The Wisconsin Democratic Party hopes its 2014 convention builds momentum for the Wisconsin governor's race. The Wisconsin Democratic Party hopes its 2014 convention builds momentum for the Wisconsin governor's race.

The Wisconsin Democratic Party hopes its 2014 convention builds momentum for the Wisconsin governor's race.

Tom Kertscher
By Tom Kertscher June 5, 2014

Wisconsin is second in the nation in losing jobs?

Milwaukee is second-highest in the recovery of children from sex trafficking?

In Wisconsin, a woman earns 80 cents for every $1 a man earns?

We’ve fact-checked some striking claims from Wisconsin Democrats in recent weeks. With the state party holding its annual convention June 6 and 7, 2014, in Wisconsin Dells, we decided to collect the latest ones.

We did a similar round-up of our 10 latest factchecks on Wisconsin Republicans ahead of the GOP state convention in May 2014.

The Democrats’ keynote speaker is Madison School Board member and former Trek bicycle executive Mary Burke, the party’s leading candidate for governor in 2014. Her challenger in the primary, state Rep. Brett Hulsey of Madison, has been denied a speaking slot.

Other scheduled speakers include U.S. Sen. Tammy Baldwin, U.S. Rep. Gwen Moore of Milwaukee and David Simas, a senior polling strategist on President Barack Obama's 2012 campaign.

A look at the recent factchecks:

Mary Burke

-- The Wisconsin school voucher program "has no research that shows that it’s going to improve student learning." Mostly True.

Public school students routinely outperformed voucher students on statewide test scores from 2011 to 2014. The main study held up by choice advocates shows only limited instances in which voucher students performed better, and the study couldn't determine whether the voucher schools themselves or other factors were the reason. Burke went too far in saying there is no evidence that vouchers improve student learning, but the evidence is thin.

-- "In Wisconsin, a woman only earns 80 cents for every $1 a man earns." Mostly True.

Burke’s claim was slightly conservative, in that census data put the figure at 78 cents. It was worth noting that the gap is not necessarily due to discrimination -- a conclusion some might have drawn because Burke's statement made reference to pay discrimination.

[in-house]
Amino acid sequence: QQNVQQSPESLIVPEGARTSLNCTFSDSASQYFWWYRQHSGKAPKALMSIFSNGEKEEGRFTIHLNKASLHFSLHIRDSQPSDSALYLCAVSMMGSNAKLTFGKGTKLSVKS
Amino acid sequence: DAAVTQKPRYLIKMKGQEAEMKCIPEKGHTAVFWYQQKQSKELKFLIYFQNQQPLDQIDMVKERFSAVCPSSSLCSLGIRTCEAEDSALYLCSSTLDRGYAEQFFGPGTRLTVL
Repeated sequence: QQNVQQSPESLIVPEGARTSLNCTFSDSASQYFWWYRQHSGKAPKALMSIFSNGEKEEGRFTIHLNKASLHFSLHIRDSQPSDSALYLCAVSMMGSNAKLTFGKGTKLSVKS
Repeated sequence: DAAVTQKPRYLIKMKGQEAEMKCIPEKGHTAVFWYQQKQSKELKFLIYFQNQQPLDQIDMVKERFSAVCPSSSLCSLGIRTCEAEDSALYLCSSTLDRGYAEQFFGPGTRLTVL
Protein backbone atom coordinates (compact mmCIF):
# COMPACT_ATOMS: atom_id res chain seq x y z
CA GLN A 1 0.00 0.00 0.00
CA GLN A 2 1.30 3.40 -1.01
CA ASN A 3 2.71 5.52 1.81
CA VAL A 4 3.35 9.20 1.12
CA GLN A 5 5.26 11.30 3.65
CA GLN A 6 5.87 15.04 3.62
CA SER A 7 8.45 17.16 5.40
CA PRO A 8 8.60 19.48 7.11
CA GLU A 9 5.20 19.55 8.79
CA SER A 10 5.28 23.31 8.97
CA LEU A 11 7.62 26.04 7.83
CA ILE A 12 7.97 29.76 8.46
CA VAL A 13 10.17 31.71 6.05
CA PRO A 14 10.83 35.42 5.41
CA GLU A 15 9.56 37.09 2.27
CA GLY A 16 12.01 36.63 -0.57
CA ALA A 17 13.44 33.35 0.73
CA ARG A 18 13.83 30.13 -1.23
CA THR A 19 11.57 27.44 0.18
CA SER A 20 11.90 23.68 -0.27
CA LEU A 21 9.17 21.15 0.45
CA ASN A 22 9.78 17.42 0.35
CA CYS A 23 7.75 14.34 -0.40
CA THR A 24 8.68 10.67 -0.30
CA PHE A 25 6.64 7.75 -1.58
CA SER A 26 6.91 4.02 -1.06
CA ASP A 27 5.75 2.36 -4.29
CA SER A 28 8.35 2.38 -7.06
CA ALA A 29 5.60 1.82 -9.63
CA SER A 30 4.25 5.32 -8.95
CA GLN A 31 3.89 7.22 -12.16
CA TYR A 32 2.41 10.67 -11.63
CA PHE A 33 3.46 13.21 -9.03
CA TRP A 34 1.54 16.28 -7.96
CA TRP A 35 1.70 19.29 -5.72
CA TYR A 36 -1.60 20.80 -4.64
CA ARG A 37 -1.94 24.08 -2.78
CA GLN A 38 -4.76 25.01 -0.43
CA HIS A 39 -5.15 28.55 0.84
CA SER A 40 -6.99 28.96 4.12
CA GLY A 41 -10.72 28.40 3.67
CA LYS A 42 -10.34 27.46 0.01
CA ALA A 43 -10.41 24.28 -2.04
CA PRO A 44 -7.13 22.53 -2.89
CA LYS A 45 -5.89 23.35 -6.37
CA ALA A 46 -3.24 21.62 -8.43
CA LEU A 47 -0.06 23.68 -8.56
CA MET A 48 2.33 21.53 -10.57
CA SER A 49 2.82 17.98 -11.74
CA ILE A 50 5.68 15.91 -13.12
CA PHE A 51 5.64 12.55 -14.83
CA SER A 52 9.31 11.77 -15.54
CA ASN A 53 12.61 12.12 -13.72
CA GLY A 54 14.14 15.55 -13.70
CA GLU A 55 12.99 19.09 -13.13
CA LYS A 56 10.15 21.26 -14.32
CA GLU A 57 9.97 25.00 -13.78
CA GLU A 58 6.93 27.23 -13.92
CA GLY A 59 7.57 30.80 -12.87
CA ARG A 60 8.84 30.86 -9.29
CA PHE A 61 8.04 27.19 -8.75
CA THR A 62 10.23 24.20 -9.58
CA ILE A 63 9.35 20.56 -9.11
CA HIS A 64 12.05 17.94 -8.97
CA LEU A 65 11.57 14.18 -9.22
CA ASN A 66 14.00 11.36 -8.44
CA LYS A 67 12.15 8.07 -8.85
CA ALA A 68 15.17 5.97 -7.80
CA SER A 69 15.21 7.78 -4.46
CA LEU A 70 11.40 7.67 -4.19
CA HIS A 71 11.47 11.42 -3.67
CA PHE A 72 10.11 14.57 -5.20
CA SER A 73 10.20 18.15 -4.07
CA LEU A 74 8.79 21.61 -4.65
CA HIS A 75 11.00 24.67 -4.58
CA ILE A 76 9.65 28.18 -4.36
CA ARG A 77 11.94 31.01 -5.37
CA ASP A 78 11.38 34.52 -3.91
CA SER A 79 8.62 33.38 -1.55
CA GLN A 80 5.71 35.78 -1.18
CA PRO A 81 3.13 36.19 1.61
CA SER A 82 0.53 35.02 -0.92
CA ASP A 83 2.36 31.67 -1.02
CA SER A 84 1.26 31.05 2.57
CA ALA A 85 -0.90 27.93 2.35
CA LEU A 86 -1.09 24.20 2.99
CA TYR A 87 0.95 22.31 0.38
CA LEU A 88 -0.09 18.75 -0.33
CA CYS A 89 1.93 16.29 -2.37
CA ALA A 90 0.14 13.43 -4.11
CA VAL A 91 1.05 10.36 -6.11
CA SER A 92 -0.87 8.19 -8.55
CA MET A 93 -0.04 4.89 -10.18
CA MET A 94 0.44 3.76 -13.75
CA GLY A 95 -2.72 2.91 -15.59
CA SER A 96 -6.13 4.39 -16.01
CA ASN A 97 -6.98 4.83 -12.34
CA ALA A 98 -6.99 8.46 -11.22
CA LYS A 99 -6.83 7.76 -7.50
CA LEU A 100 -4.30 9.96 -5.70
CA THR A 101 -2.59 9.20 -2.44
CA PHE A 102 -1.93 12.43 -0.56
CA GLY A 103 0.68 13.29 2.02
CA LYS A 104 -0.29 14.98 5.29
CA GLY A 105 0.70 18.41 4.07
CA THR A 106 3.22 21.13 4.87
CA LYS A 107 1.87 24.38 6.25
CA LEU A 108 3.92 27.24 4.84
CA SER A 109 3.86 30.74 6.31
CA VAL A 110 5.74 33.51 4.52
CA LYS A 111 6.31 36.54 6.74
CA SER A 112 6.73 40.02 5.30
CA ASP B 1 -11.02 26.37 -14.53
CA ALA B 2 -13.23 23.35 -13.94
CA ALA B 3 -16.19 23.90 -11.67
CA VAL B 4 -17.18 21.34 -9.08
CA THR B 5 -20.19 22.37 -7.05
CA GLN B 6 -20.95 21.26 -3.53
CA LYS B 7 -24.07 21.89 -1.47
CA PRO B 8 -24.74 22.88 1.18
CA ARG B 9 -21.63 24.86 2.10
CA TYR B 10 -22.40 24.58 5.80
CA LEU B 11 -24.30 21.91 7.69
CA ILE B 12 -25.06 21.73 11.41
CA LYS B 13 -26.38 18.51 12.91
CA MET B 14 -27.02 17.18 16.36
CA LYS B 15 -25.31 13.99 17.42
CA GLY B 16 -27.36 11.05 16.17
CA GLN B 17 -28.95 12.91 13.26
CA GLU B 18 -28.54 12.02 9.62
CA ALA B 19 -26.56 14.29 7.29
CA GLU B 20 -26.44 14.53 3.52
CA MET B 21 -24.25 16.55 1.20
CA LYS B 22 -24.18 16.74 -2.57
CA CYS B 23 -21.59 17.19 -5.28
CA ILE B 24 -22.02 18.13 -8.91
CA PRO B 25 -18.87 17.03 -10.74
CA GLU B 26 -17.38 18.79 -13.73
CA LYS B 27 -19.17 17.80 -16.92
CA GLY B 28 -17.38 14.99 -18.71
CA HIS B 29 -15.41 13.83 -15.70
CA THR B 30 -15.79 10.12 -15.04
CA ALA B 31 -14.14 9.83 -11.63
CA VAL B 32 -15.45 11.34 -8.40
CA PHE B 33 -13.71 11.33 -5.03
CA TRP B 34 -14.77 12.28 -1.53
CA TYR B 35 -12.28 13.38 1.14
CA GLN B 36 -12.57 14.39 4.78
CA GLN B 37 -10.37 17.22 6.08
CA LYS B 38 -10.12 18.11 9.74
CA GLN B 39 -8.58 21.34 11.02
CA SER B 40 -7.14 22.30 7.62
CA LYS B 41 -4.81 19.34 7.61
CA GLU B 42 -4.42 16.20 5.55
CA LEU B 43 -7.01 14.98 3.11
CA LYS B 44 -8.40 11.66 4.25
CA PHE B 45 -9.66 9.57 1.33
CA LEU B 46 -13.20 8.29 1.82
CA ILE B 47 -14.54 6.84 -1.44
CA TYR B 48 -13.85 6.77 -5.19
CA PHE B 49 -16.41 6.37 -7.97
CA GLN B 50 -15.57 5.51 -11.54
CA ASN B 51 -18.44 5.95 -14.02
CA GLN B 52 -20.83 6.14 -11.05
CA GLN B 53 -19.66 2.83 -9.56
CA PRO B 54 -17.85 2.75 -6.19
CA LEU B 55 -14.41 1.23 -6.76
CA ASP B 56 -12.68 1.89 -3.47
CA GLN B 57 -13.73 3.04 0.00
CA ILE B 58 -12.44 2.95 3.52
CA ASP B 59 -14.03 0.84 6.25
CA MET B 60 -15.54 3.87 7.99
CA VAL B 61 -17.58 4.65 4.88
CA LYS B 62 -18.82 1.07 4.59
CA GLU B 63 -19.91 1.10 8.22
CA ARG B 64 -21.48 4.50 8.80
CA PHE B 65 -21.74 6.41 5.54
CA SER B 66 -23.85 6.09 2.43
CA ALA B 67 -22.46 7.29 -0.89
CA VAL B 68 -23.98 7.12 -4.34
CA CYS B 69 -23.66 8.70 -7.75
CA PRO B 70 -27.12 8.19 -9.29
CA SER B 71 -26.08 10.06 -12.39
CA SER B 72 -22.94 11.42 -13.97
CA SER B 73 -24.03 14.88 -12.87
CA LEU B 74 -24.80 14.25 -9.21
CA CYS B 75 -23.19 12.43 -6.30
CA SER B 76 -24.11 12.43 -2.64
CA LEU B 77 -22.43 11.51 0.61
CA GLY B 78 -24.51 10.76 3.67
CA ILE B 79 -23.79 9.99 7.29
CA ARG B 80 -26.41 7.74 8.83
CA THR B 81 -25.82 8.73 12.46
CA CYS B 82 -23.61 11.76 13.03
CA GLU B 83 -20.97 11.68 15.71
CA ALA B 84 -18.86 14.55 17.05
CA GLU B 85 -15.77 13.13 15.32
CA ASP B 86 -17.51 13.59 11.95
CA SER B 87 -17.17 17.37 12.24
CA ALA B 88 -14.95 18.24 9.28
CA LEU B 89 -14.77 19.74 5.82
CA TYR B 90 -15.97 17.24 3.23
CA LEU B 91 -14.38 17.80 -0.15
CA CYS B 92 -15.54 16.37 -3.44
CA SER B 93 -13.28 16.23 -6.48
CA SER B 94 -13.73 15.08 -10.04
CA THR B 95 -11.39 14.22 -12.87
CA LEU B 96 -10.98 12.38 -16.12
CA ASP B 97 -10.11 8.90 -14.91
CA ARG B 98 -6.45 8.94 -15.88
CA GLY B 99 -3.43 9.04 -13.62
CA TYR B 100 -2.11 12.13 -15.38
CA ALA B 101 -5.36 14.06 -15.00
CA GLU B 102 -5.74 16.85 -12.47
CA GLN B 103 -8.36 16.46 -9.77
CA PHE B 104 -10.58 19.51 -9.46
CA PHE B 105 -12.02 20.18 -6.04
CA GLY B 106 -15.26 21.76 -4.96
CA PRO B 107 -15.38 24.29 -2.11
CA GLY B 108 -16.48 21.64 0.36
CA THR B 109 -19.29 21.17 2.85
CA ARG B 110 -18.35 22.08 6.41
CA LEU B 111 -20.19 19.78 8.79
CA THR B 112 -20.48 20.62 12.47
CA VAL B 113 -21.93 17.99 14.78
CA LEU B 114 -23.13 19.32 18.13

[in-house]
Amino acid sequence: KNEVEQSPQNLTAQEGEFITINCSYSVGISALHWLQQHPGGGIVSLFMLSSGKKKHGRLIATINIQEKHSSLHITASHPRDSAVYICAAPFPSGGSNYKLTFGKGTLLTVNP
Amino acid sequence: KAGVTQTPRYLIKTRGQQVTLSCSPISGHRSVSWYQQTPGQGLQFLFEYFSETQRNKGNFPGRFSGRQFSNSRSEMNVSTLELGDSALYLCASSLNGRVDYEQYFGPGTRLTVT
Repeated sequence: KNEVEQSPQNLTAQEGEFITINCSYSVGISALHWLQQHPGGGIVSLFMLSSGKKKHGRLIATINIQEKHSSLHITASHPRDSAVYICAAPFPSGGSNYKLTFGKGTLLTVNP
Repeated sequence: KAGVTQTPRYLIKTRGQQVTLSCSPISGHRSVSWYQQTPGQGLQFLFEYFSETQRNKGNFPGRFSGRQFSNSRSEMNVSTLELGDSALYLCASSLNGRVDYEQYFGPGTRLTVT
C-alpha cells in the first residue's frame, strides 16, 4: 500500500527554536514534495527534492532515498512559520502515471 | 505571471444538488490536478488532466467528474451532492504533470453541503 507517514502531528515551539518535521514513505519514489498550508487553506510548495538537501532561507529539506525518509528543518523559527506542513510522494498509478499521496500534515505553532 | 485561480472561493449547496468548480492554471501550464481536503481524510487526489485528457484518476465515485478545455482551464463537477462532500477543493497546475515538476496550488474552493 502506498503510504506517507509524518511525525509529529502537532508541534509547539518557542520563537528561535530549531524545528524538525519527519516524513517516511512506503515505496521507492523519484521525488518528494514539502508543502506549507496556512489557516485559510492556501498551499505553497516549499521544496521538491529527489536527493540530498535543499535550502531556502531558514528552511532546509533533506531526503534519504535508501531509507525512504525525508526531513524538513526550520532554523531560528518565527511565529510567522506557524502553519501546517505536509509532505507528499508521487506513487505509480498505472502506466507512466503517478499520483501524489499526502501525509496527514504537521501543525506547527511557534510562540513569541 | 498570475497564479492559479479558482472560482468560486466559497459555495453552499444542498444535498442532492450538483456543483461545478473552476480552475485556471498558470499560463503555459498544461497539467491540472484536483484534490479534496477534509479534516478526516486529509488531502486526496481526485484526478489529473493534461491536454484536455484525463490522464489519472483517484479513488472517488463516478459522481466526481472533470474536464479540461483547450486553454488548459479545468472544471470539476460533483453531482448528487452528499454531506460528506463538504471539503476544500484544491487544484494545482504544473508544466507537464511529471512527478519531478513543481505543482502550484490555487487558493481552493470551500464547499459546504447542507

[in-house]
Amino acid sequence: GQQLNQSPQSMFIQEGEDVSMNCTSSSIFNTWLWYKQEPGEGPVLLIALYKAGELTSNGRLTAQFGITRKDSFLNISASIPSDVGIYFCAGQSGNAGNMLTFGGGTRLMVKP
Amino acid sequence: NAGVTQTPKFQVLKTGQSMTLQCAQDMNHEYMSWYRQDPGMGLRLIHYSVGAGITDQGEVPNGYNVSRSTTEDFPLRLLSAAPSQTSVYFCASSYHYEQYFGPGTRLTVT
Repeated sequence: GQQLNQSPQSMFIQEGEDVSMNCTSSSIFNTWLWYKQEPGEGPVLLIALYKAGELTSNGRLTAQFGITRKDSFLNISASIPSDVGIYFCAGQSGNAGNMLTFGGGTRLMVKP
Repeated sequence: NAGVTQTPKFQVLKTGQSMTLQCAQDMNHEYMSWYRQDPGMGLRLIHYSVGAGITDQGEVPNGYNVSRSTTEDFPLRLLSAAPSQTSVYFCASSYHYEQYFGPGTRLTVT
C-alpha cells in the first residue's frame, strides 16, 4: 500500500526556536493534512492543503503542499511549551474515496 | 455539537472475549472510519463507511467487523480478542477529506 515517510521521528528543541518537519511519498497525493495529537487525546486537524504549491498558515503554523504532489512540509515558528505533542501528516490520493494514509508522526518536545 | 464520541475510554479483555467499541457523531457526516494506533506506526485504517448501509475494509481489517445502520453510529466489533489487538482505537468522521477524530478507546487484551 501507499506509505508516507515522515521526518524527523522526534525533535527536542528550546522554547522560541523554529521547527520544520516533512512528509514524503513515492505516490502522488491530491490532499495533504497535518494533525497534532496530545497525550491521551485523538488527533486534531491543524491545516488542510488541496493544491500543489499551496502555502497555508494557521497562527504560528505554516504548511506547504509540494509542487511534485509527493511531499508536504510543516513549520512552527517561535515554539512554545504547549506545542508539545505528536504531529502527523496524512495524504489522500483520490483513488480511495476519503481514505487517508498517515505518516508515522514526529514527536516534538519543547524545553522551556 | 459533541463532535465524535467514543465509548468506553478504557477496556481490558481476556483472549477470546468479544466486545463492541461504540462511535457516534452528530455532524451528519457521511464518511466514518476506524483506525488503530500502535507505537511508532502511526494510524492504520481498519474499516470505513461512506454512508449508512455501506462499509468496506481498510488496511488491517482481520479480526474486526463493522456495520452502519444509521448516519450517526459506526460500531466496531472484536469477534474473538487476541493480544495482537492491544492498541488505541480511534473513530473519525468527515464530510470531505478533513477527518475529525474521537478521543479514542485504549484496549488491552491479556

State Rep. Brett Hulsey

-- Walker "has made Wisconsin second in the nation in losing jobs." False.

Hulsey cherry-picked a report for a single month, but spoke of it as a longer-term trend. What’s more, the data was already outdated at the time, so he was wrong when he said it.

-- Says Burke told reporters she would have "required workers to give up bargained for healthcare and retirement benefits like Gov. Walker." Mostly False.

There was an element of truth here in that Burke did say she backed benefits cuts in the same areas as Walker got, and was confident she could have achieved them. But Hulsey’s phrasing made it sound like Burke backs Walker’s approach. That’s a huge stretch given that she said she would have left collective bargaining intact and tried to negotiate the cost-cutting moves.

U.S. Sen. Tammy Baldwin

-- "This generation, on average, is starting their careers, if they’ve been to a four-year college, with just under $30,000 in debt. Half True.

While Baldwin cited a figure from a legitimate source, that data has limitations that were not acknowledged. Notably, about half of the colleges were not included. Additionally, the figure was for 2012 and more recent studies show a more mixed picture and in some cases suggest the level may be decreasing.

-- "The average person who gets the minimum wage in America is 35 years old." Mostly False.

Baldwin’s remarks contained an element of truth about the demographics of minimum-wage workers. But the average age of 35 holds for those who would benefit from a change to $10.10, not the group Baldwin spoke of -- all current minimum-wage workers.

Milwaukee County Sheriff David A. Clarke Jr.

-- Milwaukee has seen an "uptick in violence" since 2010 and "the only period of calm we get is when winter sets in." Mostly True.

Milwaukee’s violent crime rates have roller-coastered in recent years, but Clarke’s observation about the trend since 2010 was on target. His claim of a winter "calm" period was a bit of a stretch, but it’s certainly calmer than the hot days of summer.

U.S. Rep. Gwen Moore

-- "Milwaukee has the second-highest" number of children recovered from sex trafficking. False.

Pimp prosecutions, FBI crackdowns and a local study have established that child sex trafficking is a serious problem in Milwaukee. But Moore acknowledged she didn’t state her claim accurately. There simply is no comprehensive data available comparing cities on the extent of the problem, nor on the overall number of children who are recovered from the trafficking.

State Democratic Party chairman Mike Tate

-- Welcome to Wisconsin road signs have "always been made in Wisconsin," but Scott Walker "is outsourcing them" to an out-of-state-company and is "paying more money for them." False.

No changes are being made to the large "Wisconsin Welcomes You" signs near the state’s borders. The state did give a sign maintenance contract to a Georgia firm, but businesses -- not state taxpayers -- pay for those small roadway signs and the prices in the contract are not increasing.

State Rep. Chris Taylor of Madison

-- "The (state) Capitol rotunda was actually made to invite the people in and to accommodate protests." True.

While it is a place of business, the Capitol’s nomination for National Historic Landmark makes clear that it was designed to be open to the public for various gatherings.

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